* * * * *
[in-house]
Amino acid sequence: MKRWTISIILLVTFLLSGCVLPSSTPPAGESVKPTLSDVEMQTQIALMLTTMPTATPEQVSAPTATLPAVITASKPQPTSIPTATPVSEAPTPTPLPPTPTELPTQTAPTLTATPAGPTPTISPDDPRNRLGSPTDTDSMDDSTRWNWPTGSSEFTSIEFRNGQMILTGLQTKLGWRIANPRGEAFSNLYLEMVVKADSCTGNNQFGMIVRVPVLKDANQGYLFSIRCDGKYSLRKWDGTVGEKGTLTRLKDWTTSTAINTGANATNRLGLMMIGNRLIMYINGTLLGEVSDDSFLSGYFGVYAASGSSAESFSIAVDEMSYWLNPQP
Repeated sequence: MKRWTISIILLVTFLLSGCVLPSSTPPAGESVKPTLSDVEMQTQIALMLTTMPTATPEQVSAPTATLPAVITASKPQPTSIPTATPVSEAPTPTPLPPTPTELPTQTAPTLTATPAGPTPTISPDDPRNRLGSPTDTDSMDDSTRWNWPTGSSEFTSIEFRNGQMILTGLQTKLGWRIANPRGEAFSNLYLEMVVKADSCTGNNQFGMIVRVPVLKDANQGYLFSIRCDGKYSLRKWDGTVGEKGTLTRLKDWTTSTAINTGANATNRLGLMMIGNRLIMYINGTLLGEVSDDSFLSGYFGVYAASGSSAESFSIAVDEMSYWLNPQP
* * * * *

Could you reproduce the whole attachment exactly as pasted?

[in-house]
Amino acid sequence: MKRWTISIILLVTFLLSGCVLPSSTPPAGESVKPTLSDVEMQTQIALMLTTMPTATPEQVSAPTATLPAVITASKPQPTSIPTATPVSEAPTPTPLPPTPTELPTQTAPTLTATPAGPTPTISPDDPRNRLGSPTDTDSMDDSTRWNWPTGSSEFTSIEFRNGQMILTGLQTKLGWRIANPRGEAFSNLYLEMVVKADSCTGNNQFGMIVRVPVLKDANQGYLFSIRCDGKYSLRKWDGTVGEKGTLTRLKDWTTSTAINTGANATNRLGLMMIGNRLIMYINGTLLGEVSDDSFLSGYFGVYAASGSSAESFSIAVDEMSYWLNPQP
Repeated sequence: MKRWTISIILLVTFLLSGCVLPSSTPPAGESVKPTLSDVEMQTQIALMLTTMPTATPEQVSAPTATLPAVITASKPQPTSIPTATPVSEAPTPTPLPPTPTELPTQTAPTLTATPAGPTPTISPDDPRNRLGSPTDTDSMDDSTRWNWPTGSSEFTSIEFRNGQMILTGLQTKLGWRIANPRGEAFSNLYLEMVVKADSCTGNNQFGMIVRVPVLKDANQGYLFSIRCDGKYSLRKWDGTVGEKGTLTRLKDWTTSTAINTGANATNRLGLMMIGNRLIMYINGTLLGEVSDDSFLSGYFGVYAASGSSAESFSIAVDEMSYWLNPQP